Monday, January 7, 2013

It's Official: We're Living in the Future

A few days ago, while an old friend was visiting NY, I made the trek up to the Upper East Side to visit him at his brother's place. It was wonderful to meet his family, especially his very new little nephew. I don't see very many babies these days, so seeing how the little guy interacted with his grandmother made me remark to myself, "Wow, we're really living in the future." When I was growing up, cell phones didn't exist, and email was a largely unused technology. If a family member lived a long distance away, you got to see them a few times a year. The only middle ground was an expensive long distance phone call.

What made me do a double take with my friend's family was that this baby and his grandmother were actually separated by thousands of miles, communicating over FaceTime on an iPad. Growing up in the first generation of digital natives, I've gradually become accustomed to video as a pretty standard mode of communication, but seeing this little baby and his grandmother communicate seamlessly through a computer the size of a legal pad blew my mind. How far we've come in such a short period of time, not just in the ways we can communicate, but it how easy and intuitive it's become that it seems 100% natural for a 11-month-old baby to be able to do it without any coaching. It was incredible to see how quickly the baby got it, touching the screen with his hand where his grandmother had put hers. In 23 years, when that kid is my age, how will we be communicating then?

Wearing a Google Glass prototype
Just the next day, I was scheduled to catch up over tea with my good friend, Mike, who works for GoogleX. It had been over a year since we'd seen each other, and since then Mike has transitioned into working on Google Glass, a revolutionary advancement in wearable computing. Google Glass is a piece of hardware that rests on your head almost like a pair of glasses except it has a small screen just above your normal line of sight on the right. It runs a simple, paired down version operating system and works in a way that I can only describe as magic. I'm not sure how much I can say about the experience of using it, but for the second time in two days, I found myself remarking with awe, "So this is the future."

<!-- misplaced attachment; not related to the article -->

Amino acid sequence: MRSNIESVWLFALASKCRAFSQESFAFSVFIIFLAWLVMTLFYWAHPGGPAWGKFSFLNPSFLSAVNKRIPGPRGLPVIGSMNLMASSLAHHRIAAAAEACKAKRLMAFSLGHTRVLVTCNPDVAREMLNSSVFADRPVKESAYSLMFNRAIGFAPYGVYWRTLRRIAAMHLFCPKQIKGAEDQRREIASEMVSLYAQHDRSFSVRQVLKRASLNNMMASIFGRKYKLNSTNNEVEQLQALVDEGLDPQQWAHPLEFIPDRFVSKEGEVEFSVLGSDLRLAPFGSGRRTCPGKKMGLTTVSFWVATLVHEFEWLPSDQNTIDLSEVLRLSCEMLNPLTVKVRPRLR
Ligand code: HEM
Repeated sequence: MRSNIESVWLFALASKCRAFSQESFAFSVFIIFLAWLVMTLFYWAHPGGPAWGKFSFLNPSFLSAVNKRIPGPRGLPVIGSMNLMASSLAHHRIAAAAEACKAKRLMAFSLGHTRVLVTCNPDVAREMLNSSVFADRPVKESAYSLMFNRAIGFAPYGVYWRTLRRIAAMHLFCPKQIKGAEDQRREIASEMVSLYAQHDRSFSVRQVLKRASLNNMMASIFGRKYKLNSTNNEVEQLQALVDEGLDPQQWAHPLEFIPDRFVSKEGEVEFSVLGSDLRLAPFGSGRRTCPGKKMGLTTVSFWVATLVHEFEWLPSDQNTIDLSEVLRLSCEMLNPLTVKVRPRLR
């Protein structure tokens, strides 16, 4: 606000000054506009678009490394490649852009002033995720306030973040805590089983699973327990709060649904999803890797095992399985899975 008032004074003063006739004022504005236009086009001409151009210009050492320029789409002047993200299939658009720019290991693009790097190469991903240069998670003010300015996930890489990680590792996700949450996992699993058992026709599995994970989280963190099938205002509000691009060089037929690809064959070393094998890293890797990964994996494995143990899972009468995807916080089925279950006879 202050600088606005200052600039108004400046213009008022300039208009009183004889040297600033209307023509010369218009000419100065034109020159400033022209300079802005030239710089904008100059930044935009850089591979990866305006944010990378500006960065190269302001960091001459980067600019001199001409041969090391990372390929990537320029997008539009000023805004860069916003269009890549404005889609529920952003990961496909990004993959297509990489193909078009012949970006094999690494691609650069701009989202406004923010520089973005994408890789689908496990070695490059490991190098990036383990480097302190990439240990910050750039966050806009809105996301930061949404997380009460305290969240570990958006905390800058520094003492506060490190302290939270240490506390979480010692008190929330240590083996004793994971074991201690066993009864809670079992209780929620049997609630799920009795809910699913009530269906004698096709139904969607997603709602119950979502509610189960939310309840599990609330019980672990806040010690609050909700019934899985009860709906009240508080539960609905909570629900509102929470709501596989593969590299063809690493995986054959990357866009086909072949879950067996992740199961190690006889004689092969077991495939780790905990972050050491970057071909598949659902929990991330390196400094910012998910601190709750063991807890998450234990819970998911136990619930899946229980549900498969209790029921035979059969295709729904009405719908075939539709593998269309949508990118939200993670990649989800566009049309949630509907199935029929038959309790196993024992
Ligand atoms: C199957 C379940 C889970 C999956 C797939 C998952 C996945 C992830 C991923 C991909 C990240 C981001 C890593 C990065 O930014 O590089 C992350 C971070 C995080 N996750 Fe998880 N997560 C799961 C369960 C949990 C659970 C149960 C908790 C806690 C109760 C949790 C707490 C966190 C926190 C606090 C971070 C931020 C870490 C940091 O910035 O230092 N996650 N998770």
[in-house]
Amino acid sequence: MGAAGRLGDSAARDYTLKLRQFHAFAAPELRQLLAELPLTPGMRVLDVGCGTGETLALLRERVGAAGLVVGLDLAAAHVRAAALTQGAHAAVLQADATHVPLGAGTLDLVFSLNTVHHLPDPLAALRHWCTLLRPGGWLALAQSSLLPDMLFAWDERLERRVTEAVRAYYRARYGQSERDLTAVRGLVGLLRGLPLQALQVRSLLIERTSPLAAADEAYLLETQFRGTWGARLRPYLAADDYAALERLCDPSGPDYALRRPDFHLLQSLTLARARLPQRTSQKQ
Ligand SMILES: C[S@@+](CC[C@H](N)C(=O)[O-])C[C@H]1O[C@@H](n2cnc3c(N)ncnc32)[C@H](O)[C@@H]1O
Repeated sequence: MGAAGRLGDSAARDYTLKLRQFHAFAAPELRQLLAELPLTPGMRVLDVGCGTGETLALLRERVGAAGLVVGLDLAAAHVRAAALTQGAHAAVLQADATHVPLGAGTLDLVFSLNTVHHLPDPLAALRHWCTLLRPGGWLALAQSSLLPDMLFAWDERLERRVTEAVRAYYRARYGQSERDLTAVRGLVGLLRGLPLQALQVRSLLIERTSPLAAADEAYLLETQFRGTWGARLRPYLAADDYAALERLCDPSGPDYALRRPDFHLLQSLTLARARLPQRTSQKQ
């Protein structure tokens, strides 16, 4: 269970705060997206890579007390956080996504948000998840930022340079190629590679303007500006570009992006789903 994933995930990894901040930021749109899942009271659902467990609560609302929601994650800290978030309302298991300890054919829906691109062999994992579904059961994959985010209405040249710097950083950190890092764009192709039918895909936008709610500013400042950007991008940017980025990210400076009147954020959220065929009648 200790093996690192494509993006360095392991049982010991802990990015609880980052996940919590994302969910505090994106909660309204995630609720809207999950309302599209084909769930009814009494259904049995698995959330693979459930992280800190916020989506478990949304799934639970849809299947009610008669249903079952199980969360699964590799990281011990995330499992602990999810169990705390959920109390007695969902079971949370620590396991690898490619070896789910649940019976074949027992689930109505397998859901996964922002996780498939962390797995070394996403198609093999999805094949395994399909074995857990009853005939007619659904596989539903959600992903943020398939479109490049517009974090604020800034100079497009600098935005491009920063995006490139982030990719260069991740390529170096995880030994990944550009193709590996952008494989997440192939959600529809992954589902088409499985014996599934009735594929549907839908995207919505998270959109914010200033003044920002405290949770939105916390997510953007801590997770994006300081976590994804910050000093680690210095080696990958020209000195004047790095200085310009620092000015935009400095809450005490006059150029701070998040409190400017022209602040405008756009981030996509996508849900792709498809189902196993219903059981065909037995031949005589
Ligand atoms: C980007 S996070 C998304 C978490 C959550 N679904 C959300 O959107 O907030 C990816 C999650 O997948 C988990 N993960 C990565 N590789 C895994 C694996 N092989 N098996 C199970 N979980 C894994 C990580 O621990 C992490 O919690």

My head in 3D.
As Mike and I were leaving the cafe, we stumbled upon living-in-the-future occurrence #3: the MakerBot Store in Soho. For those of you unfamiliar, MakerBots are the first generation of affordable 3D printers. "What does that mean?" you ask? 3D printers are devices that can print out plastic copies of custom-created objects. You can "print out" doll houses, model cars, Christmas ornaments, and even jewelry. One of the cooler features they had at the store was an apparatus to make 3D models of people's heads and print them out on the spot. Needless to say we got ours done. My nose got a little bit chopped off, but it was still very cool to have it all done in under 10 minutes. Not that long ago, it would have taken months to accurately model a 3D object and reproduce it. Now you can do it while you're on your way to dinner uptown. Pretty incredible.

The last occurrence that I'll point out was just the icing on the cake. As we finally left the MakerBot store, we were both rushing to catch the subway uptown, and as I was walking, I caught sight of this out of the corner of my eye: a person interacting with a giant touch screen computer inhabiting what  was once a pay phone. New York City is not known for its cutting-edge infrastructure, so this surprised even me. Apparently they're popping up all over the city. Who would have guessed it? Apparently we are living in the future.

No comments: